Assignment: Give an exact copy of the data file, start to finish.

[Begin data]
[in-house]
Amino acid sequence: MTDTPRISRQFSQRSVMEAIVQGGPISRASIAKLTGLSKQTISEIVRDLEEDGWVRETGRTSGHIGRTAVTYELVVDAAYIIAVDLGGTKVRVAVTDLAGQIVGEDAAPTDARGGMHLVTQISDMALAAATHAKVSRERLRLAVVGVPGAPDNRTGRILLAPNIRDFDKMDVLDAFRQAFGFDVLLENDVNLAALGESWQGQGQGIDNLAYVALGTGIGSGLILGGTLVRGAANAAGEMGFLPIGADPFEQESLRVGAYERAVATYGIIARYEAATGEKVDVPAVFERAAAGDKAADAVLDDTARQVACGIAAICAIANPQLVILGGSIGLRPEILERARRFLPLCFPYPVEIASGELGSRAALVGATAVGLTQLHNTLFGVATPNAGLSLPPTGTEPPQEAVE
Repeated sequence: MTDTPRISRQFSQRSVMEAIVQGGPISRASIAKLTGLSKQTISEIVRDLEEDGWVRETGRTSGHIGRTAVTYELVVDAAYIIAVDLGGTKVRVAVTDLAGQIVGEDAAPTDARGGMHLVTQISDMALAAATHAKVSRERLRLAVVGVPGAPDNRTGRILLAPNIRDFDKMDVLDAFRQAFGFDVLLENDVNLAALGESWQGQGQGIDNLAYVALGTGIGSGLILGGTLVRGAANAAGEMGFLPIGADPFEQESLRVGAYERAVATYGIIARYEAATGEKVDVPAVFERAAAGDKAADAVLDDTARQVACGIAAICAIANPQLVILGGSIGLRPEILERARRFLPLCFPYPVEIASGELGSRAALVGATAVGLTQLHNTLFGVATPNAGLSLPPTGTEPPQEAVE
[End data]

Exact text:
[in-house]
Amino acid sequence: MTDTPRISRQFSQRSVMEAIVQGGPISRASIAKLTGLSKQTISEIVRDLEEDGWVRETGRTSGHIGRTAVTYELVVDAAYIIAVDLGGTKVRVAVTDLAGQIVGEDAAPTDARGGMHLVTQISDMALAAATHAKVSRERLRLAVVGVPGAPDNRTGRILLAPNIRDFDKMDVLDAFRQAFGFDVLLENDVNLAALGESWQGQGQGIDNLAYVALGTGIGSGLILGGTLVRGAANAAGEMGFLPIGADPFEQESLRVGAYERAVATYGIIARYEAATGEKVDVPAVFERAAAGDKAADAVLDDTARQVACGIAAICAIANPQLVILGGSIGLRPEILERARRFLPLCFPYPVEIASGELGSRAALVGATAVGLTQLHNTLFGVATPNAGLSLPPTGTEPPQEAVE
Repeated sequence: MTDTPRISRQFSQRSVMEAIVQGGPISRASIAKLTGLSKQTISEIVRDLEEDGWVRETGRTSGHIGRTAVTYELVVDAAYIIAVDLGGTKVRVAVTDLAGQIVGEDAAPTDARGGMHLVTQISDMALAAATHAKVSRERLRLAVVGVPGAPDNRTGRILLAPNIRDFDKMDVLDAFRQAFGFDVLLENDVNLAALGESWQGQGQGIDNLAYVALGTGIGSGLILGGTLVRGAANAAGEMGFLPIGADPFEQESLRVGAYERAVATYGIIARYEAATGEKVDVPAVFERAAAGDKAADAVLDDTARQVACGIAAICAIANPQLVILGGSIGLRPEILERARRFLPLCFPYPVEIASGELGSRAALVGATAVGLTQLHNTLFGVATPNAGLSLPPTGTEPPQEAVE